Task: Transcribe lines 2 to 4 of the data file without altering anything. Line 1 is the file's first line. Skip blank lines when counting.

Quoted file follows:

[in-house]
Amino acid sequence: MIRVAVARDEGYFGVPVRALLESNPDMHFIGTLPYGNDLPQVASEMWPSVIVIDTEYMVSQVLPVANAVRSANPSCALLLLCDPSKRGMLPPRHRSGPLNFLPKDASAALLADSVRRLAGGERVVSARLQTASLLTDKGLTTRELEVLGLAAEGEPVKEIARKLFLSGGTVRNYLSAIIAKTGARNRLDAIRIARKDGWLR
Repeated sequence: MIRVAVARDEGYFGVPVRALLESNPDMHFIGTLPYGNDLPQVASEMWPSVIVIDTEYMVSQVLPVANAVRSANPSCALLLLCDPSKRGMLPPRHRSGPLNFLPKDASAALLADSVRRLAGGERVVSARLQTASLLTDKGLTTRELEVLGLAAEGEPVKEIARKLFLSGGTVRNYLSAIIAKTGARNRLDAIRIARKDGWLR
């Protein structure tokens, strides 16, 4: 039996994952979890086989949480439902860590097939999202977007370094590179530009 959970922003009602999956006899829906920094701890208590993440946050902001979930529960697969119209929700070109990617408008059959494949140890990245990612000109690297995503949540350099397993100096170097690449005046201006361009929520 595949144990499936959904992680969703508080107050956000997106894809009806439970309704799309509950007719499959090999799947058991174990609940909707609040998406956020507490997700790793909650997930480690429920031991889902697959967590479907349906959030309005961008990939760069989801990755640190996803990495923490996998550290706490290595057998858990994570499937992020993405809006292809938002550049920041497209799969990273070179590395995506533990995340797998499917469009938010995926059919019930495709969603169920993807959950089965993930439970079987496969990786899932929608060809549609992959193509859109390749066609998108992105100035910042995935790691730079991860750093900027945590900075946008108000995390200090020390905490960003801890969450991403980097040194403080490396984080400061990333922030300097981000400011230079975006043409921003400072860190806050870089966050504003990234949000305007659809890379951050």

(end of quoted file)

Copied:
Amino acid sequence: MIRVAVARDEGYFGVPVRALLESNPDMHFIGTLPYGNDLPQVASEMWPSVIVIDTEYMVSQVLPVANAVRSANPSCALLLLCDPSKRGMLPPRHRSGPLNFLPKDASAALLADSVRRLAGGERVVSARLQTASLLTDKGLTTRELEVLGLAAEGEPVKEIARKLFLSGGTVRNYLSAIIAKTGARNRLDAIRIARKDGWLR
Repeated sequence: MIRVAVARDEGYFGVPVRALLESNPDMHFIGTLPYGNDLPQVASEMWPSVIVIDTEYMVSQVLPVANAVRSANPSCALLLLCDPSKRGMLPPRHRSGPLNFLPKDASAALLADSVRRLAGGERVVSARLQTASLLTDKGLTTRELEVLGLAAEGEPVKEIARKLFLSGGTVRNYLSAIIAKTGARNRLDAIRIARKDGWLR
């Protein structure tokens, strides 16, 4: 039996994952979890086989949480439902860590097939999202977007370094590179530009 959970922003009602999956006899829906920094701890208590993440946050902001979930529960697969119209929700070109990617408008059959494949140890990245990612000109690297995503949540350099397993100096170097690449005046201006361009929520 595949144990499936959904992680969703508080107050956000997106894809009806439970309704799309509950007719499959090999799947058991174990609940909707609040998406956020507490997700790793909650997930480690429920031991889902697959967590479907349906959030309005961008990939760069989801990755640190996803990495923490996998550290706490290595057998858990994570499937992020993405809006292809938002550049920041497209799969990273070179590395995506533990995340797998499917469009938010995926059919019930495709969603169920993807959950089965993930439970079987496969990786899932929608060809549609992959193509859109390749066609998108992105100035910042995935790691730079991860750093900027945590900075946008108000995390200090020390905490960003801890969450991403980097040194403080490396984080400061990333922030300097981000400011230079975006043409921003400072860190806050870089966050504003990234949000305007659809890379951050």